Please Keep Your Paws Off My Lawn

I want a dog someday. The reason I want a dog someday and not today is because I’m not yet ready for the many responsibilities that come with owning a dog. So it drives me absolutely bonkers when I see dog owners not taking responsibility for their dogs, especially when their dogs plop that responsibility right on my front lawn.

All the more bonkers when that plopping becomes a daily occurrence.

I tried to be cute about it. I nailed a sign to my tree that reads, “Please keep your paws off my lawn.” Nothing.

I added a bin of plastic bags with a sign reading, “Don’t let another plastic bag die without purpose. Use it to pick up after your pet.”

Unfortunately, my signs seemed to be taken as a challenge to certain dog owners. Over the months, the front lawn became a minefield.

It was time to get serious. I went to Costco and bought bulk containers of pepper and drowned the circumference of my lawn. But the pepper party was in vain. I would go into a sneezing fit every time I left my house, but the dogs simply walked further into my lawn to do their business.

It was maddening.

I started having anxiety every time I pulled into my driveway, afraid of what I’d find. Is this what Vietnam was like?

It had to stop.

I was cleaning my shoe from a recent failed attempt to navigate my lawn, when I saw an old lady, of about 80, walking her two Pomeranians.

Not you, too, Grandma.

Something snapped.

I stayed at my window, wanting to catch Old Woman River in the act. She didn’t have a plastic bag with her. This tart was mine. And then: Boom goes the dynamite.

I bolted out of my house, shoe still in hand. I ran over to the tree where the dog had been and tried to locate his droppings. Aha! There!

When I looked up, the little old lady had scooted her tiny butt down quite a few houses. For someone so severely hunched over, she sure could move fast.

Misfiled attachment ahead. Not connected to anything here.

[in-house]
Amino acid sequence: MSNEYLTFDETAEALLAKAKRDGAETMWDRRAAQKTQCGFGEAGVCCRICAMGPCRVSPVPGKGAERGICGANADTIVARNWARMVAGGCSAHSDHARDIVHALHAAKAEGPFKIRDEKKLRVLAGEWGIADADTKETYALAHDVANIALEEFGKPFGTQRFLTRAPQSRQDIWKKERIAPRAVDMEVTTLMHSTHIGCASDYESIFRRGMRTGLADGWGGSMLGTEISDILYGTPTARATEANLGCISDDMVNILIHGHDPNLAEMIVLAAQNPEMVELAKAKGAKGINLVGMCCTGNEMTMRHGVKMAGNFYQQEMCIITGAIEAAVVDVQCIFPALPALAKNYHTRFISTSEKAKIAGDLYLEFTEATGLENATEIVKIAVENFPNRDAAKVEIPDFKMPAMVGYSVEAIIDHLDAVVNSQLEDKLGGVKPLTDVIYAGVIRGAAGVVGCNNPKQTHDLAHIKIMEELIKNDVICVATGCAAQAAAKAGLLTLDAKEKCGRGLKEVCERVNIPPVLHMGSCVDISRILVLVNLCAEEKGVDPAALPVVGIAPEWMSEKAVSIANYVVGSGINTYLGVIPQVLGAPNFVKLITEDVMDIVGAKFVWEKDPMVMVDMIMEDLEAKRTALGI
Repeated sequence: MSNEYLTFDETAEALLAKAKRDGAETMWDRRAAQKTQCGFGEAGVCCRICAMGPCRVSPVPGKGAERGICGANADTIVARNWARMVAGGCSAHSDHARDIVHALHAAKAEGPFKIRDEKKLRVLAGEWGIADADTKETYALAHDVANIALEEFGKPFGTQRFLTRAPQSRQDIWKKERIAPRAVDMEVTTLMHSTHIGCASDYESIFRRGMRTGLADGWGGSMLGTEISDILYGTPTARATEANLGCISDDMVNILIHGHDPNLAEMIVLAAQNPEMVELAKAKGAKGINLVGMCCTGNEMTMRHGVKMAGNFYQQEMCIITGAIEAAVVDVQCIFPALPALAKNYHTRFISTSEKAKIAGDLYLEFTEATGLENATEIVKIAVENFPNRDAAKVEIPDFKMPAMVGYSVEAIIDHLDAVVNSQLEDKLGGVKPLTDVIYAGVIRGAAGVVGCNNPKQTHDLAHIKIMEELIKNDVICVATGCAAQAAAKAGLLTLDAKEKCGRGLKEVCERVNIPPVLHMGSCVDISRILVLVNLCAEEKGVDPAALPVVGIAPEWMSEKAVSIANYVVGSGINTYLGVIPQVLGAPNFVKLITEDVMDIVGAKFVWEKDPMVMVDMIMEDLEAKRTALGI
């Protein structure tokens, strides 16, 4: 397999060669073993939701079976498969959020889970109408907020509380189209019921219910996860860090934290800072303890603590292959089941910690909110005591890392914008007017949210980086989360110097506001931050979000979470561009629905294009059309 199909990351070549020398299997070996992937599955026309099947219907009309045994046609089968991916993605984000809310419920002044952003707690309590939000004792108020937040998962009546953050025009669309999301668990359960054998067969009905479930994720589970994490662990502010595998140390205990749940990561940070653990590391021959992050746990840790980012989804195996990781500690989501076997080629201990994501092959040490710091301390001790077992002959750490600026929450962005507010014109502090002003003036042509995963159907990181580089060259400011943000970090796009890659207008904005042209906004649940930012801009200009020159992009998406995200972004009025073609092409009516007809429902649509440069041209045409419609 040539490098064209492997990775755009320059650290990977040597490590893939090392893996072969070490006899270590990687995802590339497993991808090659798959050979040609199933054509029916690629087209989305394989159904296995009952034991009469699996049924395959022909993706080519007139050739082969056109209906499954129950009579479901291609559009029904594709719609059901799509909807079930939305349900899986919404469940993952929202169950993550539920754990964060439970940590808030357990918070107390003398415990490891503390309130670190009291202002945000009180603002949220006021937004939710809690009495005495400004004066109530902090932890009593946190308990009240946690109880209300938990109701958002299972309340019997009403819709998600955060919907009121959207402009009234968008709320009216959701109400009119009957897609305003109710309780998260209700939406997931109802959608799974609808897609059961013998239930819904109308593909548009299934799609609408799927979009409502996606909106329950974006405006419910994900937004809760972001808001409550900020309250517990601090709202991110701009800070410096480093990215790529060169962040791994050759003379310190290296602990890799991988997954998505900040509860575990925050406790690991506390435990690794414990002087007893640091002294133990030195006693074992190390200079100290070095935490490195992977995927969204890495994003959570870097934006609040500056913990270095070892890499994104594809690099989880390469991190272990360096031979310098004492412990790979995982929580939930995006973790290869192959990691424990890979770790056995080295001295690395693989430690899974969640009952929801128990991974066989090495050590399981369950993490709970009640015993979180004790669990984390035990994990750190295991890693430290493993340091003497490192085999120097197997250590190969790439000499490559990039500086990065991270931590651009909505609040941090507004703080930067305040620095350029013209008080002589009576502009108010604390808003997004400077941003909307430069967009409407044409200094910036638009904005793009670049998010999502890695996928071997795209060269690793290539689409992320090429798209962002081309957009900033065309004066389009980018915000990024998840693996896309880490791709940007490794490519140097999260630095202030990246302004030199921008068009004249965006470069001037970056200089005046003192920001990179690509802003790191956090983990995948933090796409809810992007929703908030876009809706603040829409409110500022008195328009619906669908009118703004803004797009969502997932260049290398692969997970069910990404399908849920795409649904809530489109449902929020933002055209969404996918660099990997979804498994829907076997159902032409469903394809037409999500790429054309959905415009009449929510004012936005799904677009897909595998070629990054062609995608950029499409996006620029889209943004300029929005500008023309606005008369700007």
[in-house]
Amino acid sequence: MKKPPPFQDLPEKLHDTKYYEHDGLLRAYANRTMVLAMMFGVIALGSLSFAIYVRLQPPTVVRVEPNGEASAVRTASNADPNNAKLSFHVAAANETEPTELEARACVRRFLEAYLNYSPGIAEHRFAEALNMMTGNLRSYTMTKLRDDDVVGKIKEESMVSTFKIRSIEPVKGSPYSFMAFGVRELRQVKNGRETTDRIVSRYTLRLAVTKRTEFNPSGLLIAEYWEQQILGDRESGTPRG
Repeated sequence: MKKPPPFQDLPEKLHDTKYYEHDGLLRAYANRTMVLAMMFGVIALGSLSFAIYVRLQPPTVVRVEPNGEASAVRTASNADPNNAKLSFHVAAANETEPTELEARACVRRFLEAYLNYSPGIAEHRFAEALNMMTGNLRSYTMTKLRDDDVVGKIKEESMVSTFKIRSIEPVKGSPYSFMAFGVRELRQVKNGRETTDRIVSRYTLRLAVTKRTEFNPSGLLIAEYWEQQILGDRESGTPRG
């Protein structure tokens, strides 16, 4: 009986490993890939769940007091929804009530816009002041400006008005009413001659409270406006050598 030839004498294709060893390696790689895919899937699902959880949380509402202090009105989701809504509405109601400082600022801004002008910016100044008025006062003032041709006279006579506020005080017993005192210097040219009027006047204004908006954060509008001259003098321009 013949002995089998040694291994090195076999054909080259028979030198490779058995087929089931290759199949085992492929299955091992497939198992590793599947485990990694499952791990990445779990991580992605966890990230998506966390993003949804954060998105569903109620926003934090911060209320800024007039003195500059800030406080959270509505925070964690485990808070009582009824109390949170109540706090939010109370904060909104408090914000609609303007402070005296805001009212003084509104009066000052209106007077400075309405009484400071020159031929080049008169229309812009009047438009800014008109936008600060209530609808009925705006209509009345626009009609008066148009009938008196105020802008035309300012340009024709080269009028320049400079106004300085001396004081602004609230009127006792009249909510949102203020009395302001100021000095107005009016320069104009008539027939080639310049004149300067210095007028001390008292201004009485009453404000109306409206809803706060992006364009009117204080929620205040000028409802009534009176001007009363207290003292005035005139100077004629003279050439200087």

“Are you going to pick this up?”

“That’s not mine,” she said. “I picked up after my dog.”

“Show me the bag then. Show me.”

“No,” she said. Moving as fast as her little brittle legs would carry her.

I was a crazy person. I power-walked toward her, screaming.

“Why not? Because you don’t have a bag? Because you didn’t pick it up? Because your dog’s crap is still on my lawn?” I said, catching up to her.

“I won’t pick it up. You can’t make me,” she said.

I stopped in my tracks, stunned by her defiance.

“Pick up after your dog,” I said.


“Fine. Then I will just follow you home and crap on your lawn. Do you hear me, old lady? I will find out where you live and pull down my pants and go right on your lawn!”

Granny shuffled across the street to get away from me. I was just about to follow her, when I noticed a dozen neighbors staring at me. People had heard me yelling and come out of their homes to watch me verbally accost and threaten someone who looked like Mrs. Claus.

This was a new low.

My rage dissipated, replaced by shame. I tried to explain to my neighbors.

“Her dog — she didn’t — my lawn. Never mind.”

Head hung, dirty shoe in hand, I walked back home.

Over the next few days, I took down my signs, washed the pepper away. I had lost the Battle of the Dogs. But as the weeks went on, I noticed my lawn cleared. The minefield, gone.

I ran into a neighbor, who said, “Heard you went Rambo on old lady Peterson. People are afraid to walk their dog past your house.”

“I’m sorry,” I said.

“Don’t be sorry. Those jerks are avoiding our street altogether. My lawn never looked better.”

I guess it’s one thing to defy friendly signs but something else entirely to challenge a crazy person who might chase you down the street, threatening to defecate on your lawn. Lesson learned.

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Chuck Briese, Oak Ridge Now

[avatar user="cbriese" size="thumbnail" align="left"] Chuck Briese has been a resident of South Montgomery County since 1988. He and his lovely and patient wife, Leslie, have six sons, with only one left to finish high school. Chuck has been a Cub Scout leader, a Little League baseball coach, a church youth leader, and a general troublemaker over the course of the past 25 years. He is obsessed with his lawn, and likes restaurants that serve food that fills up the plate. He has a tendency to tilt at windmills, which may explain why he started Oak Ridge Now.

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